One method, particularly useful for juniors, is the PACE system. Probe, Alert, Challenge and Emergency. At the ‘probe’ stage gently ask “what is it you’re thinking here?” or something to that effect. If still uncomfortable with the situation, ‘alert’ allows further “are you sure?” and so on. Phrased in the right way, an unsure junior can challenge an apparent mistake/problem from a senior without having to worry about it reflecting badly. If needs be, based on the responses, a proper challenge (“I think this is a mistake”) can be appropriately facilitated.
74. “I Won’t Have You Question My Methods.” – General Hux
If you’re worried that someone isn’t acting on highlighted errors, there a number of ways to raise patient safety concerns. Try approaching them directly, but failing that, a good start is to speak to your own educational or clinical supevisor for advice (you can keep it anonymous). You can also speak to the person concerned’s supervisor. There will be various set-ups locally, but essentially patient safety should be the number one priority.
75. “Even Stars Burn Out.” – Anakin Skywalker
Everyone is at risk of burnout, no matter how competent or brilliant. Emotional and physical exhaustion can have monumental effects on an individual’s health. It is ok to recognise this and it is ok to take steps to prevent burnout.
76. “What Will You Do If They Break You?” – Saw Gerrera
There’s no escaping the fact that unforunately there are still some jobs in some foundation programmes that are just horrendous. You’re health is more important than anything. I’ve had friends and colleageues quit medicine compeltely because of particular jobs. If you speak up, especially as a group if a certain job is particuarly dreadful, things can sometimes change (sadly this doesn’t always work). Departments can have trainees pulled or rota breaches can eventually be re-banded and backpaid. Not that either of these are good solutions, but they are something. If individually you are finding things too much, pressure is mouting, or you think you’re burning out, then seek help. Take time out, have considerations put in place, or whatever necessary to allow you to continue doing what you want to do without risking your own health and wellbeing.
77. [Thumbs Up] – BB-8
Be positive. Be optimistic. It really does make things easier.
78. “Hope Is Not Lost Today. It Is Found.” – Maz Kanata
Seek hope in the bleakest of situations. For our patient, for their family and for yourself. Hope for a good death (and how it can be achieved) is an important gift to give a patient and a family. Hope for yourself for next stages in career or in life is key to self-motivation and avoiding burnout. Be an optimist, find the silver linings.
79. “Some Fights Must Be Fought Whether You Believe You Can Win Them Or Not.” – Chancellor Valorum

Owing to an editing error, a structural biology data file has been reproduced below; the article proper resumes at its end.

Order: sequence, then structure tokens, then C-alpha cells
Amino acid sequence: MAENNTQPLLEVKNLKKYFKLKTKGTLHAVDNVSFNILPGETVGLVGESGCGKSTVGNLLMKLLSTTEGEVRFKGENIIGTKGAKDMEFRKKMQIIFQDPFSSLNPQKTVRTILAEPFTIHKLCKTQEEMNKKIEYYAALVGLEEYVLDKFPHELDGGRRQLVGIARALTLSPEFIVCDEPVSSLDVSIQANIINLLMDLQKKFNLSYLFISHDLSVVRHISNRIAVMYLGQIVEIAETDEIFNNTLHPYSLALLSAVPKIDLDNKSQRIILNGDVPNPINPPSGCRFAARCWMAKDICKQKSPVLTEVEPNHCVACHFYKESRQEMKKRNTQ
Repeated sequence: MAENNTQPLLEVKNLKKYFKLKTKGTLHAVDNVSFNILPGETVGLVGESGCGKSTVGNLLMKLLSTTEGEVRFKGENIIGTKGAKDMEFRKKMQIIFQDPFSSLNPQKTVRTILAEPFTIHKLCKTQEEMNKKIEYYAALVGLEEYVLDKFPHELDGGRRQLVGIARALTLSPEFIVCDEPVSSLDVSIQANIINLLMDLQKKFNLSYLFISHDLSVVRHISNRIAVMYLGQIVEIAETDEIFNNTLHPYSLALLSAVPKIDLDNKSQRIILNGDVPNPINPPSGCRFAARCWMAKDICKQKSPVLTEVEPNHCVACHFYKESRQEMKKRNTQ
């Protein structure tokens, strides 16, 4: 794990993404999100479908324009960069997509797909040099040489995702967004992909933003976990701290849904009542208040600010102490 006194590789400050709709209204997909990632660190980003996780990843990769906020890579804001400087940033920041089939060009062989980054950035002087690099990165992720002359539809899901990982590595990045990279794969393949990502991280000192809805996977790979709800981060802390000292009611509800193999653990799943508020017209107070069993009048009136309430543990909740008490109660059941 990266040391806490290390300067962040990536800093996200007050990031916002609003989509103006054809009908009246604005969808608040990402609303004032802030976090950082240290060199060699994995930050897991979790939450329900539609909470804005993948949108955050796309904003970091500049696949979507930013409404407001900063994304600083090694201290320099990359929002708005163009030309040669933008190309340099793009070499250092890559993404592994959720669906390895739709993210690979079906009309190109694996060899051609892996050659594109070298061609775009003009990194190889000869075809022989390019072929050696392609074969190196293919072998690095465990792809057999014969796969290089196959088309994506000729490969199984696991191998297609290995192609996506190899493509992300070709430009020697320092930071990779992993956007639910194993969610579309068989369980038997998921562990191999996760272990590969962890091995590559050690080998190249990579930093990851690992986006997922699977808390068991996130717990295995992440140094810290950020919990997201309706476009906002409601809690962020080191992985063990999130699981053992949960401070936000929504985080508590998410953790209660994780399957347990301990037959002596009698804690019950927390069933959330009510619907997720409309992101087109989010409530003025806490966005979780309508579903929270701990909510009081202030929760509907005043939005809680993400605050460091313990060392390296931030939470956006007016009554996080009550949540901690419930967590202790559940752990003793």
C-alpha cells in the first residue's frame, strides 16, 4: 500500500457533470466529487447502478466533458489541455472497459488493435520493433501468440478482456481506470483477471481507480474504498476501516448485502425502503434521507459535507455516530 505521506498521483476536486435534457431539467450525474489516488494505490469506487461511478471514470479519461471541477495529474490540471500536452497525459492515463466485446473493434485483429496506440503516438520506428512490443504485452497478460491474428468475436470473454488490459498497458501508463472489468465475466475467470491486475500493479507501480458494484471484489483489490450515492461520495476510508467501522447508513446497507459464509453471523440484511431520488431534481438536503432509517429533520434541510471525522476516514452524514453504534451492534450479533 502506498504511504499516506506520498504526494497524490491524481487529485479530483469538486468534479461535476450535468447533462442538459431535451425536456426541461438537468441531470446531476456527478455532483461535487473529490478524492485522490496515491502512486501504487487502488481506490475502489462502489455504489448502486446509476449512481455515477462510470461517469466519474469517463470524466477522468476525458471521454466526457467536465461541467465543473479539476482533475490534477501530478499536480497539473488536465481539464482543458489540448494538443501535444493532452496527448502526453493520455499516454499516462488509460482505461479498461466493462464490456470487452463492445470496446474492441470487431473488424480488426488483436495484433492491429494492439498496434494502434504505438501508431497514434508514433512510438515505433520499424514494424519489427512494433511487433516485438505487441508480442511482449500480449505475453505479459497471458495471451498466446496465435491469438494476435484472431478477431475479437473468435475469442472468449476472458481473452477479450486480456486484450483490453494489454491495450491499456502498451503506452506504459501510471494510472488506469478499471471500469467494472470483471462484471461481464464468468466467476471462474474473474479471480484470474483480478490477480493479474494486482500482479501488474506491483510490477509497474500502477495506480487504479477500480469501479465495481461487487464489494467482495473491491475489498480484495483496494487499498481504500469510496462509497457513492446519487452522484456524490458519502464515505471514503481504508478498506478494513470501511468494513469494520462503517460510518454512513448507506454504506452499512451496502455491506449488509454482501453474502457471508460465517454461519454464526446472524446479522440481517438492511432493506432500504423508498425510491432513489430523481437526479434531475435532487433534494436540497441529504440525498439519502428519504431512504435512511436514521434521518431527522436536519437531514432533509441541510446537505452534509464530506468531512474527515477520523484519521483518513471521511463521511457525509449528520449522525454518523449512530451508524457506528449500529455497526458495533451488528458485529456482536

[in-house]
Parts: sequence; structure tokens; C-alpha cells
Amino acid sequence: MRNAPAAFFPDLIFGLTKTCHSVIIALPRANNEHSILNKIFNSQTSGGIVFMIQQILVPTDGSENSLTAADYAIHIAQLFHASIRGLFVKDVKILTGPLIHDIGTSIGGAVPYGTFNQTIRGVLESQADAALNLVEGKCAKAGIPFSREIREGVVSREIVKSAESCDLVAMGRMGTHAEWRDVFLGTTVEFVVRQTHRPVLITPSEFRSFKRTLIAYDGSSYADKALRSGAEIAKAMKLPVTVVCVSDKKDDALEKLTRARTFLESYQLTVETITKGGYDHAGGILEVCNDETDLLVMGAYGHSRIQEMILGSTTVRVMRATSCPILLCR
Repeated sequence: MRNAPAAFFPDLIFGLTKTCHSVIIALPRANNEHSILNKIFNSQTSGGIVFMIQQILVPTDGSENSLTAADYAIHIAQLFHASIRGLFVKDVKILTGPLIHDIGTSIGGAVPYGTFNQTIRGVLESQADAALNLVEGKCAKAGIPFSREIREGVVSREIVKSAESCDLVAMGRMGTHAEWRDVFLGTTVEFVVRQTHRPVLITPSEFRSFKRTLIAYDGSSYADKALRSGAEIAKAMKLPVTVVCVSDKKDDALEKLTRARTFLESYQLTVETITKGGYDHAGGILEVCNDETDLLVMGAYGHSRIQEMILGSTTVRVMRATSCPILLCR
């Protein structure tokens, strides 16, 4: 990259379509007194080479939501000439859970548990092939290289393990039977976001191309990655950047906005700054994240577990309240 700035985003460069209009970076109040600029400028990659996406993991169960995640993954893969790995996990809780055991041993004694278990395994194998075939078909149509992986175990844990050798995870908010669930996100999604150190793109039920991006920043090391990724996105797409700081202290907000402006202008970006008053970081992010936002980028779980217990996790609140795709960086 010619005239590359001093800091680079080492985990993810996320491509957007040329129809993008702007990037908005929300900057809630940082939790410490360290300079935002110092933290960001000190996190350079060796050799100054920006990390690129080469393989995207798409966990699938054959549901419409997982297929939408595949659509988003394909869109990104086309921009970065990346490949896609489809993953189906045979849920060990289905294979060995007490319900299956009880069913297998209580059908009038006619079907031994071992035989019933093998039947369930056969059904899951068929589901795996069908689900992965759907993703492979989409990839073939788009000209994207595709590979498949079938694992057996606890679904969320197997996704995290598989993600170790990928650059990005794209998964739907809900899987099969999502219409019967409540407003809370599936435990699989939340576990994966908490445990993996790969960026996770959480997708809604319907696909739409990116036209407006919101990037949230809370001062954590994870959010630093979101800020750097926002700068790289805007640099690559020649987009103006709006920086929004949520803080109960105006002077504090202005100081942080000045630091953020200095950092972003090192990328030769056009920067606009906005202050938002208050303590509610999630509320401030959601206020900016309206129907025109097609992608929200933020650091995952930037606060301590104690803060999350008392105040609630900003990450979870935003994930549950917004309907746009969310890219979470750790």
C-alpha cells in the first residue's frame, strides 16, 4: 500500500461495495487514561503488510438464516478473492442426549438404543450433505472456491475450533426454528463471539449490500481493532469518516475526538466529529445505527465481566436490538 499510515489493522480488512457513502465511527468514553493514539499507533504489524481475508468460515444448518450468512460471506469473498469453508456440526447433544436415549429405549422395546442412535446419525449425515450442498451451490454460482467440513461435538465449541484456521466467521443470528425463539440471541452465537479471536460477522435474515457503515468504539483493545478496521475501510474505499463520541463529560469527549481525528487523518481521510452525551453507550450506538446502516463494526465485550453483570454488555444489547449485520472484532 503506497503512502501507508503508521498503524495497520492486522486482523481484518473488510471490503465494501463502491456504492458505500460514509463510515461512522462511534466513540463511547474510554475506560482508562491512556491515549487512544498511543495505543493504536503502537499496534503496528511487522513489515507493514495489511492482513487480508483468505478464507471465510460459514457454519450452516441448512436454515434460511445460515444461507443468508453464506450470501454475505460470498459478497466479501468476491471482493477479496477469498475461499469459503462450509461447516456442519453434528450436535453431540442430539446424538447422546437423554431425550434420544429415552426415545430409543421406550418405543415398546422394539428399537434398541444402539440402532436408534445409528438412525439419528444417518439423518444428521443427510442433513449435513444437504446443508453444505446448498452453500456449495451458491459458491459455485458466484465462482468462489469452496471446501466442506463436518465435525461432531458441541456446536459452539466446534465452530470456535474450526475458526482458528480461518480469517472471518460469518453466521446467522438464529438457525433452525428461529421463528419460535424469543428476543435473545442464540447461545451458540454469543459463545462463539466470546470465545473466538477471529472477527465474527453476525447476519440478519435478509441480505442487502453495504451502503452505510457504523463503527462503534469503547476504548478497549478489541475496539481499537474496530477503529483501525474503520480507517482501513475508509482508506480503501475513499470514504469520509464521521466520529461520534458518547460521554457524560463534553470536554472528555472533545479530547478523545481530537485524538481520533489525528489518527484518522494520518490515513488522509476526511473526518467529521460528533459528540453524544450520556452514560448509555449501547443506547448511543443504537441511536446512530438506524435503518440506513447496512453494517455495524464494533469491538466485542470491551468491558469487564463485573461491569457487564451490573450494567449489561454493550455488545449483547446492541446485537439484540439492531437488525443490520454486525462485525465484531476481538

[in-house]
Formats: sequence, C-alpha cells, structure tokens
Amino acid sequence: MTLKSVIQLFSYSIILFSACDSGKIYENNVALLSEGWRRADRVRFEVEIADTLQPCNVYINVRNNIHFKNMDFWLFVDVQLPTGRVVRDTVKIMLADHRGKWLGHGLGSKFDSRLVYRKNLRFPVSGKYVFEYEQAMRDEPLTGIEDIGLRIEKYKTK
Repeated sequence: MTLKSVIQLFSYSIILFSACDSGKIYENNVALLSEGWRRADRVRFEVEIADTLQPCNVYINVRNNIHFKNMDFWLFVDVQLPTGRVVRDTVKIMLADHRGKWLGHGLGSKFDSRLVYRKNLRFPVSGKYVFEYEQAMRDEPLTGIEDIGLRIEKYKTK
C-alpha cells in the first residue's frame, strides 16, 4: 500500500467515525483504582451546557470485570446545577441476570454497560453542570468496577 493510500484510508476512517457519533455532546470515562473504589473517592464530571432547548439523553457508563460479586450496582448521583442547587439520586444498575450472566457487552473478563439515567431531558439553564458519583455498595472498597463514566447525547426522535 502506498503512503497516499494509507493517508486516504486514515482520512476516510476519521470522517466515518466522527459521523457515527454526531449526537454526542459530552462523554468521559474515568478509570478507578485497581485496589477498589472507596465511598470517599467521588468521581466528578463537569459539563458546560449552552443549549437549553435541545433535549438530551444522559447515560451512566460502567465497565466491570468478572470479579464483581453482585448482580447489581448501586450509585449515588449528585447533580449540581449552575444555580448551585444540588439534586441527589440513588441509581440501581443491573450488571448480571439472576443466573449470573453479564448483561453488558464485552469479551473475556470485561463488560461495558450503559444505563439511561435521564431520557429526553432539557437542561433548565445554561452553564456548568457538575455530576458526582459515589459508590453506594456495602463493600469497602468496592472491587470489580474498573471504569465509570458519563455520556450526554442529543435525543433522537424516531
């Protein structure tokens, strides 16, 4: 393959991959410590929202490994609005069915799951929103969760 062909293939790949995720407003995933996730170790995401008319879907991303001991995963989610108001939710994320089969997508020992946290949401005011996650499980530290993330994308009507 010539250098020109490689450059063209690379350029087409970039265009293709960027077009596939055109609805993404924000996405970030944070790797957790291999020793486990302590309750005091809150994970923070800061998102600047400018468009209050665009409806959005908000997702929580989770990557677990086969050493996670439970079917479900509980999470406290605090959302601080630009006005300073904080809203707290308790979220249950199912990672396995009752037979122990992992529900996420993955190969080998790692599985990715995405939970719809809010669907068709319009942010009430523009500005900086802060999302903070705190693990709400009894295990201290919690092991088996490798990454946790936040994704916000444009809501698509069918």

There will be many occasions where personally you don’t think continuing care is in a person’s best interest, but where others (family, other colleagues, the patient) don’t agree. Fight for the patient no differently to how you would for someone you believed had a better chance.
This mantra applies outwith the clinical environment too. Just look at the recent Junior Contract battle.
80. “We Don’t Have To Win. All We Have To Do Is Fight.” – Mace Windu
Whatever the case, keep on fighting. For your patient, for their family, for your community, for the public, for your profession and for yourself. You won’t always win, but you’ll never win if you don’t fight.
(names of campers have been changed to protect identity)
This is Jake. He’s a sibling camper with Over The Wall, a children’s charity which provides free therapeutic camps for children affected by serious illness. This photo was taken by his fellow team mate Charlie, a camper with a natural talent for photography who I’d entrusted with my camera whilst I filmed the rest of the Blue Team (made up of 15-17 year olds) tackling the climbing wall. Charlie was snapping away, producing some great shots, but here I believe he has captured one of the best photographs to have come out of camp since a group of us created the Camp Recorder role a few years back. Charlie has captured something that we’ve only managed in a handful of our shots; something that encompasses everything we as volunteers aim for at camp; a moment of discovery, the key element of the Therapeutic Recreation programme underpinning every minute of camp.
On the surface, camp looks like a week filled of fun and laughter. Look a little deeper and you see a one-to-one camper to volunteer ratio with highly trained team mates enabling campers to push themselves, achieve more than they thought they ever could, and then crucially to reflect on these successes in deep and meaningful ways. Look deeper still, and you might just find the pot of gold at the end of the rainbow. The end-goals of constantly reflecting on endless successes and achievements are profound breakthrough moments for each and every camper. By combining challenge-by-choice, success and reflection, we can lead our campers towards discovery. A realisation within of something lost, forgotten or not previously there. Discovery of childhood milestones stolen by illness and missed opportunities. Discovery moments don’t always happen whilst we’re at camp, but we know from extensive feedback and now reproducible international research that they happen and that, importantly, they last. This photo beautifully captures one of these moments…